Pro-Kremlin Party gains ground despite controversies in election

Early results have shown Russia's ruling United Russia party is set to win the country's parliamentary election amid allegations of electoral fraud and visible voter apathy in Moscow and St Petersburg.

The pollster also predicted that liberal opposition parties would fail to reach the 5% needed for party representation.

"We can already say that the party got a very good result - it won", Putin said Sunday at a joint appearance with Prime Minister Dmitry Medvedev, United Russia's chairman, at its headquarters in Moscow shortly after polling ended. His next test will come in the 2018 presidential elections which, judging by the nature of Russian politics and Mr Putin's genuinely high approval ratings, he is guaranteed to win.

But despite Russia's economic malaise and tensions with the West over the conflicts in Ukraine and Syria, some observers had called the election campaign the dullest in recent memory. The Central Election Commission said United Russia's share of the vote stood at 46.28 per cent after about 11 per cent of votes were counted at 10pm.

The voting for the 450 seats in the State Duma, the lower house of parliament, wasn't expected to substantially change the distribution of power, in which the pro-Kremlin United Russia party holds an absolute majority.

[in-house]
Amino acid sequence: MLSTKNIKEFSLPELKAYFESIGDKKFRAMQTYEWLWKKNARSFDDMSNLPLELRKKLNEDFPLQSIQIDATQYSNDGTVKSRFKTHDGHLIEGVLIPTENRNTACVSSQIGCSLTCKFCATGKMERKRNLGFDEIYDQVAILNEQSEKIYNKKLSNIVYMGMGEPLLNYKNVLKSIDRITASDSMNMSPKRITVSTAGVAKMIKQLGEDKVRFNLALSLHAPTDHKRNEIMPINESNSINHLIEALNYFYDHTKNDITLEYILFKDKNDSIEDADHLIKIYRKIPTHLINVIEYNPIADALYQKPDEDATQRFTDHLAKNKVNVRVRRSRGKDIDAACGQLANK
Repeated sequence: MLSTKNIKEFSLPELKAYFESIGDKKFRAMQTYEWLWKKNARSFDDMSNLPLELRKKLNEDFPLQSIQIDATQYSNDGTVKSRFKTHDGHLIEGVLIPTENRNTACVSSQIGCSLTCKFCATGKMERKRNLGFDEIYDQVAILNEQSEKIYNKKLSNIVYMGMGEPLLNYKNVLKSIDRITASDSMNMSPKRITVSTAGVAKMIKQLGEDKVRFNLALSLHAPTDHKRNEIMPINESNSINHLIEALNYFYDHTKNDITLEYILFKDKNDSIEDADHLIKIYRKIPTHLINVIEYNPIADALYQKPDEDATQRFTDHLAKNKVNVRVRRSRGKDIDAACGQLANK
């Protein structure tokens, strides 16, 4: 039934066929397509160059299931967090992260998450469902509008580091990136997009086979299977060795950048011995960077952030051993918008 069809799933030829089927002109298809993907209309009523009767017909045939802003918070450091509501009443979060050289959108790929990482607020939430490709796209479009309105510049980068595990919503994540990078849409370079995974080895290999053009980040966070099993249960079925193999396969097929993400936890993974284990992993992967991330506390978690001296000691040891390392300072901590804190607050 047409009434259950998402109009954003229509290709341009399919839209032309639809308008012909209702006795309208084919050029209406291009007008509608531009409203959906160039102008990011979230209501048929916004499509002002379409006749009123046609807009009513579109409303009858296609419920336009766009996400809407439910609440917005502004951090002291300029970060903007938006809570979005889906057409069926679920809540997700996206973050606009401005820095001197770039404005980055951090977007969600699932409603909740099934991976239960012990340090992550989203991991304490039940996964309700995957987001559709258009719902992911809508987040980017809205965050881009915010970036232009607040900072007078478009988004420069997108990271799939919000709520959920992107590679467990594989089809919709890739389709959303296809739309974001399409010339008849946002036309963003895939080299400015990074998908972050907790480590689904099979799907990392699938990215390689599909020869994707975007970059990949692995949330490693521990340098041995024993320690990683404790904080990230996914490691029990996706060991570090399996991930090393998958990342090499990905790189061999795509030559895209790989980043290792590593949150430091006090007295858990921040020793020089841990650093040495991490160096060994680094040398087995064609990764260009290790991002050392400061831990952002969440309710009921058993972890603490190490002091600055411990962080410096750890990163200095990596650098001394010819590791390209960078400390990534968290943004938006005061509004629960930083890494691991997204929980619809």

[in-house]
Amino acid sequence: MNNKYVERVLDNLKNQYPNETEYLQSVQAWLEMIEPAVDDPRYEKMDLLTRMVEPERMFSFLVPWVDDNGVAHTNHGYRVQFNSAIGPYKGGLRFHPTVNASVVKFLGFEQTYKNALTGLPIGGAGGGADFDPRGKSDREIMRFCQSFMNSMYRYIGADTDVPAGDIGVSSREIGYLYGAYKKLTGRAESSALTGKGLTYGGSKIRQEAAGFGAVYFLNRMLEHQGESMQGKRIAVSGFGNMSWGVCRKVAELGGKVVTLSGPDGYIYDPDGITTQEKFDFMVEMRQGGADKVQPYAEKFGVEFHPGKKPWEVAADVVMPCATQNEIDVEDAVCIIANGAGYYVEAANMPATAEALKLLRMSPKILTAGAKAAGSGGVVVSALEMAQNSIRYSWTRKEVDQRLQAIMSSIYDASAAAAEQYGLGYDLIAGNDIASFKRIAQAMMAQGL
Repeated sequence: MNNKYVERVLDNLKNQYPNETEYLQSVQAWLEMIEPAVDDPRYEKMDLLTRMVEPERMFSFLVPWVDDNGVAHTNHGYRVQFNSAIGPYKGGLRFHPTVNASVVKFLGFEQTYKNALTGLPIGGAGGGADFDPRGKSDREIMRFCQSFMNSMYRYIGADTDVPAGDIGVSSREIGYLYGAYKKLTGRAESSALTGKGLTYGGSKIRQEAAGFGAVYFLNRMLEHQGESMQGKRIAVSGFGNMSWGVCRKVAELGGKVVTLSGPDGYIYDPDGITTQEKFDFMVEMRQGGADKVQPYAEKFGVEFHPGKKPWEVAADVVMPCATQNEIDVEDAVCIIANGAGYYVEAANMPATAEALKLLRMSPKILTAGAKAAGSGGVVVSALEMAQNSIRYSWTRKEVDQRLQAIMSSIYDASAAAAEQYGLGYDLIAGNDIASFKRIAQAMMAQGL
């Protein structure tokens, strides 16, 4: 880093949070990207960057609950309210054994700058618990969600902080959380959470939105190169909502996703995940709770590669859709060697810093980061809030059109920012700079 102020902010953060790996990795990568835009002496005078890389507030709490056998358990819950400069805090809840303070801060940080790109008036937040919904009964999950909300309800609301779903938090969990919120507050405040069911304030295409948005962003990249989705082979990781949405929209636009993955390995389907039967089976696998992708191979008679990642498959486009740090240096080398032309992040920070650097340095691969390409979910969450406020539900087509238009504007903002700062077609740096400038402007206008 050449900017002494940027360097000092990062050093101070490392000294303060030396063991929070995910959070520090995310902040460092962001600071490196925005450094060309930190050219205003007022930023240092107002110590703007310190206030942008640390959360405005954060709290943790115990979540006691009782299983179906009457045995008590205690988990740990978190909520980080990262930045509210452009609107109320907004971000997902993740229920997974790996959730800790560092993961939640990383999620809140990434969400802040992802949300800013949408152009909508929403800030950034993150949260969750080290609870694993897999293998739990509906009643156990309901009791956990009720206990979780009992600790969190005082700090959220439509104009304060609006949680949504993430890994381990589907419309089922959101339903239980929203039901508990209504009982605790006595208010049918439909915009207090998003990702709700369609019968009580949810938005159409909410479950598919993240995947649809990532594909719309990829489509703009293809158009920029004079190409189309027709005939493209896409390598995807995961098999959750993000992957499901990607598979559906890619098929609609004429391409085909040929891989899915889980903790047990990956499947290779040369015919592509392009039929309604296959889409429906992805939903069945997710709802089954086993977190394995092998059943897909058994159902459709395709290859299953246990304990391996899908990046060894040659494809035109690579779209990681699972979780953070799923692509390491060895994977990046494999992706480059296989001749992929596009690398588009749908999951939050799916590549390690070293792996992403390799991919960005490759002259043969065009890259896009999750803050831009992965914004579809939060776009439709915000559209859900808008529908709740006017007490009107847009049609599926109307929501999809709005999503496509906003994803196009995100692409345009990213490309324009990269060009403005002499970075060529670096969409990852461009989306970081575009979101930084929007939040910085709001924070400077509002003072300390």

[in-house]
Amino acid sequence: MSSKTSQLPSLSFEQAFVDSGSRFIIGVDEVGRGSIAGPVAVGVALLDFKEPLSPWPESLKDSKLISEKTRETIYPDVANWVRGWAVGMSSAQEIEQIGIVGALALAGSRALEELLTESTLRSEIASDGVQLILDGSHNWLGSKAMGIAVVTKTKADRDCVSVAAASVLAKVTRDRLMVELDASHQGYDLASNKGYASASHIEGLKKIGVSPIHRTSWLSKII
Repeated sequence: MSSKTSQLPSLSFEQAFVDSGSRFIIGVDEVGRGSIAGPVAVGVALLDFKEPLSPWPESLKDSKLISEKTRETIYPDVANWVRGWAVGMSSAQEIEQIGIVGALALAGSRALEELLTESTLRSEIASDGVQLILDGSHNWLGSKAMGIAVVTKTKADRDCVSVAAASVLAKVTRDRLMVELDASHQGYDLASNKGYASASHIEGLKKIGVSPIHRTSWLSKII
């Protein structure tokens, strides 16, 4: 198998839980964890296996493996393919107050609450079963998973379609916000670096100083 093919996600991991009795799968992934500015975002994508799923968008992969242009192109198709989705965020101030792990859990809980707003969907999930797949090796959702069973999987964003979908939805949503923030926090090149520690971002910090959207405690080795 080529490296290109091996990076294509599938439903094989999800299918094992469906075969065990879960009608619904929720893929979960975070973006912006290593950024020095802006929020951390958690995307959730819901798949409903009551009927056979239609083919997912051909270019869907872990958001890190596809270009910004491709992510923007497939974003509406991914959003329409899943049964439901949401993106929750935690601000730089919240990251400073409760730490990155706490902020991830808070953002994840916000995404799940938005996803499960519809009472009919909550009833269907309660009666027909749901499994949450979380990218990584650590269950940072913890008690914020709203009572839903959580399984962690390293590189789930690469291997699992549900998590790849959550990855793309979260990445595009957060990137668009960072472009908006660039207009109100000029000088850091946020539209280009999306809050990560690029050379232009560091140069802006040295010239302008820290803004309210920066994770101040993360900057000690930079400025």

It is also the first time that the mixed principle has been used in elections to the State Duma since 2003, as in 2007 and 2011 Russians elected MPs from federal party lists only.

The CEC's early count on Sunday also had United Russia leading in the single-member constituencies, with 141 of the 255 constituencies going to the ruling party.

Russian President Vladimir Putin visits a polling station during a parliamentary election in Moscow, Russia, September 18, 2016.

"For the authorities it is important to preserve an air of decency", Yekaterina Schulmann of the Russian Academy of National Economy and Public Administration told the AFP news agency.

The Russian President's party could be on the road to victory as exit polls showed the powerful party had raked in the majority of the votes.

Electoral Commission chief Ella Pamfilova admitted that there had been problems in certain regions but officials said the number of violations was way down on the last vote.

In Russia, voting has begun in the parliamentary election today.

Prisons forced inmates to vote, producing a turnout of over 85%, reports Vedomosti daily.

Some 2,000 of those candidates ran as independents. This has angered the Ukrainian Government and Ukrainian nationalists, with reports emerging of scuffles breaking out after a group of people tried to stop Russian citizens voting at the Russian embassy in Kiev. Putin's popularity also hit record highs on a surge of patriotism after he annexed Crimea in 2014, even as worldwide sanctions helped push the economy into recession.

While there was no official turn out figure immediately available on Sunday evening, figures a few showed less than 40 percent of voters had cast their ballots a few hours before polls closed. Independent civil rights movement Golos said it had received 1768 complaints, mostly from employees claiming their bosses were forcing them to vote.



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